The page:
Safe to say 2023 was not what Dylan Ferrandis wanted, from a big concussion early in Monster Energy AMA Supercross to an AMA Pro Motocross Championship campaign where he could not get comfortable on his bike. His old team, Monster Energy Yamaha Star Racing, offered him a deal to return for 2024, but Dylan did not take it, because he simply wanted to try a different bike. In fact, he was considering retirement unless he could find a bike he really wanted to ride. For a while, we heard rumors he’d end up with Twisted Tea/HEP Suzuki, but he now says, “I think one rider just didn't want me to join the team.” Dylan also wanted to ride at the Moto Sand Box facility in Florida, but a rider who was already there shut him out of that, too.
That’s okay with Dylan, because he really wanted to race a Honda, anyway. When the HEP Suzuki deal didn’t materialize, he ended up with Phoenix Racing Honda, with help from Factory Connection. He’s doing his riding and training at the Lawrence’s Dog Pound track in Florida.
Last week, as the Phoenix Honda deal was announced, Jason Weigandt called Dylan and checked in after a day of training.
Racer X: I kind of heard that you really, regardless of what team it is, you just really wanted to be on a Honda one way or another. This [Phoenix Racing Honda] is where it ended up being, but is that true? Like you were kind of looking at the Honda saying like, "That'd be nice if I could get on one of those somehow."
Dylan Ferrandis: Yes, for sure. Of course, like nobody knew before that because when you ride for a different brand, it's not something you speak about. But yeah, I was. I mean, since I moved to the 450 class, I always wanted to ride the Honda because I raced these guys and I see how good the bike is and I figured it would fit my riding style. I've been trying to get a ride on a Honda for a long time. When I moved to the 450 class, I was speaking a lot with Honda and it was possible then, then before I resigned my Yamaha contract, same, I was speaking with Honda. I really wanted to join them, but yeah, unfortunately there was no room for me. So yes, it was definitely something that I was looking for, and especially now at this point of my career, if I wanted to go back racing and give my best, it would be on the bike that I always wanted to ride.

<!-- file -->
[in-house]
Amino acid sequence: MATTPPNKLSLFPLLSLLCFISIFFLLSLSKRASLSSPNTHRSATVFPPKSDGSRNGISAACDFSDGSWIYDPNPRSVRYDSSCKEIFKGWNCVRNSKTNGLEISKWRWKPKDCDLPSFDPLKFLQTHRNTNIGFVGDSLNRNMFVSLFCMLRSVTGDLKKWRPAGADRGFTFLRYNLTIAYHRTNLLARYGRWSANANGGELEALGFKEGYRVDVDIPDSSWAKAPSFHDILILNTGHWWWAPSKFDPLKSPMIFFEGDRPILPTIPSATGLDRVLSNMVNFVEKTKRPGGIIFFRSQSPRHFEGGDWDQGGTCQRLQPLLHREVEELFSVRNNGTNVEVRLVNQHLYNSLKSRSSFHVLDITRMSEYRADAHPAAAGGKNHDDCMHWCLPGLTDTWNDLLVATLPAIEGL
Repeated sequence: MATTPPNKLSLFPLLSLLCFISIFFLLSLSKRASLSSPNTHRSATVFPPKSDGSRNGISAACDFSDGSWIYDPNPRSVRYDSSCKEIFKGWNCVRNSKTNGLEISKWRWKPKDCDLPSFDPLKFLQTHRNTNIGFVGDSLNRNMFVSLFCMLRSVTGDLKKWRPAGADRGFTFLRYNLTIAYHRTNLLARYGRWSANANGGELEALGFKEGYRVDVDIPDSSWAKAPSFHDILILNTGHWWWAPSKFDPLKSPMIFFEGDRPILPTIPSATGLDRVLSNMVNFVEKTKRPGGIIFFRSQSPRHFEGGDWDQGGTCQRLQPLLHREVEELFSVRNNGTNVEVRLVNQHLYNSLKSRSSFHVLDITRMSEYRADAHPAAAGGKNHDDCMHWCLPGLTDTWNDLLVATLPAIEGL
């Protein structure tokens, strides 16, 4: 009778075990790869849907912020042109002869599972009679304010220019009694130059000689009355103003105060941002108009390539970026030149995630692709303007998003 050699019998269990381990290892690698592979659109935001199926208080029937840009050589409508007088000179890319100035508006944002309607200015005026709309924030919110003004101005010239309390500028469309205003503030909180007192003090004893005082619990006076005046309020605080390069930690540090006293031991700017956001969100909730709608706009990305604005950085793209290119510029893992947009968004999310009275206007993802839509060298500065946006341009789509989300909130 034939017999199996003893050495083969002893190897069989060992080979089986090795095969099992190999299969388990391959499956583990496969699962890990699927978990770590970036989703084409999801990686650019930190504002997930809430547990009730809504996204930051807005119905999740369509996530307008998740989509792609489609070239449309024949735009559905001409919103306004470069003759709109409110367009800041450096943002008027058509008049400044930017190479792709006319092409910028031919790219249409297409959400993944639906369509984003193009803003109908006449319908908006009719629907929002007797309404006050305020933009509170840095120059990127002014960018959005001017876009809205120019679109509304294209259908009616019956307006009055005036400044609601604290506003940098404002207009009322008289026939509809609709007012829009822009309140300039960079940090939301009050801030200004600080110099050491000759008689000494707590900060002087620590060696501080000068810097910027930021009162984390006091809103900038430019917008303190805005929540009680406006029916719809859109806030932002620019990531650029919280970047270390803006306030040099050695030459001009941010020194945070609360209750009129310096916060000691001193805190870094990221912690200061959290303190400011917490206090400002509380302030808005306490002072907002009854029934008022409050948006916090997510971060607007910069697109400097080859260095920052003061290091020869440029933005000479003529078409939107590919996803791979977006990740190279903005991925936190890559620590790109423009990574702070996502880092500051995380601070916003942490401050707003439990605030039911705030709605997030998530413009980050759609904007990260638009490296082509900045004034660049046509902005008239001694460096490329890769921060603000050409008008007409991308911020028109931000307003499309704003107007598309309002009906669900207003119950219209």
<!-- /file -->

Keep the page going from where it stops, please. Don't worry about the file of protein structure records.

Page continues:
Oh, wow. And is this just, you can see the results, or are you literally as a racer watching them when you're battling them and seeing something about those bikes?
Yeah, for me, it's exactly that. When I ride behind this guy, I see the bike, I see the potential of the bike, and what the bike does in any situation and me, I'm coming in the same situation, and I see what my bike does. I was like, "I need to ride this bike so bad," and especially like the summer 2021, when I won the Motocross Championship. I was behind [Ken] Roczen all summer pretty much and his bike was so good. I was winning but I was, working and pushing hard and I was seeing him doing stuff so easily with the bike. Yeah, I wanted to get a chance one day to ride this bike.
Even when you were at your peak, on the podium every weekend, you still thought there was another level?
Oh, yeah, for sure.
You had quite a run there with Yamaha. You were there for a long time. Did you even have the chance to go back? Like, did you just not want to go back? Was that even an option to stay where you were?
Yeah, they offered me another contract for the next season. But yeah, I was just, I've been struggling in supercross a lot with the bike. Motocross was fine until this season. It was a brand-new chassis and motocross, I don't know, I just never felt good on the bike. I think it was time for me to change. Like my feeling on the bike was just not there anymore.
Still though in supercross, it was probably going to be a better season, but we didn't get to see it? You got hurt pretty early there in Houston. Do you feel like you got shortchanged a little bit in supercross?